An African President named Goodluck
Monday, August 20 2012
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Practice rescue: Soldiers conduct a drill for an emergency rescue in an earthquake during a parade for the 50th anniversary of the Defence Force at Ch...
THE EDITOR: For those who are not interested in the rest of the world (as, say, most Americans) the mention to them that President Goodluck Jonathan met with Khafra Kambon might evoke in their minds that someone from the West had paid a visit to some tribal African, and not the other way around as was the case.
The irony of the name “Goodluck” is that there are lots of Nigerian names that mean or are equivalent to it: Uhunmwundoma is a Nigerian name which means Lucky child; Otabomen means everything held prosperity for me; and Onyechi means God’s beloved. Not only that, but the Nigerian name Naibi means patience and so the First Lady also might have opted for something more indigenous to them.
Long before the internet made such esoteric names accessible to us by the flick of our fingers, I did three books, A dictionary of Hindi names; A dictionary of Muslim names; and A dictionary of African names — which were intended to ease the search for nice-sounding names with exemplary meanings for members of those communities who had no definitive source to tap into in that regard.
Although those books have not received any national recognition, not only do I still come across lots of persons who admit to me that they used my book for the naming of their children, but I also still get requests for copies of them.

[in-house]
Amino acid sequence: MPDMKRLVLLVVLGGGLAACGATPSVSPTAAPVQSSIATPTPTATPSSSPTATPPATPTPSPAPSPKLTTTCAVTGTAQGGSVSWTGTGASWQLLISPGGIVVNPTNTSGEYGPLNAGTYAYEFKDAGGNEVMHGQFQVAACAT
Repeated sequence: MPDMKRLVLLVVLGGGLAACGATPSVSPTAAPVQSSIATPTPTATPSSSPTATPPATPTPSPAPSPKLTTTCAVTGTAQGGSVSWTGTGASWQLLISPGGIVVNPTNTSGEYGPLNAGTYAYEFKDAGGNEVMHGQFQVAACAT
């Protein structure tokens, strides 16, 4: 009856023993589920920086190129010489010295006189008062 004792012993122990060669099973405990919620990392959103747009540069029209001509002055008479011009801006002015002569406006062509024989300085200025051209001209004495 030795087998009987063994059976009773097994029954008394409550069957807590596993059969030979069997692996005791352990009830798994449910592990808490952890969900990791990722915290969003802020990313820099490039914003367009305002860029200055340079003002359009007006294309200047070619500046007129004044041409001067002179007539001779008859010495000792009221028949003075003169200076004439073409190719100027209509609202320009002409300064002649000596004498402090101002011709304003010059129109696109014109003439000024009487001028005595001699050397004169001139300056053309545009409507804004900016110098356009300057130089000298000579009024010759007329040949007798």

What is quite satisfying about the book of Hindi names in particular is that on quite a few occasions I saw pandits open their red cloth knapsack (like the ones the SCs use) and therein was my book stashed among their sacred paraphernalia.
Anyway, while we in the diaspora might feel it is a sacred act to carry the names of our ancestors and learn their language as well, not only the Nigerian president has trivialised that obsession of ours, but I recently read a book, Marrying Anita by Asian/American writer Anita Jain who in search of a husband back in India came across young people there who spoke mostly English, knew more about Bob Dylan than Mohammed Rafi and had no interest in Bollywood movies.
It reminded me of an interview of Sunil Gavaskar (I think it was) who casually admitted that he hardly knew a word in Hindi. Fact is, English is India’s national language.
While some booksellers and a good many ordinary people have suggested I re-issue those books of names, when I think of Goodluck and Anita Jain and Gavaskar, I wonder if to do that I might just be trying to turn back the hands of the clock.
L Siddhartha Orie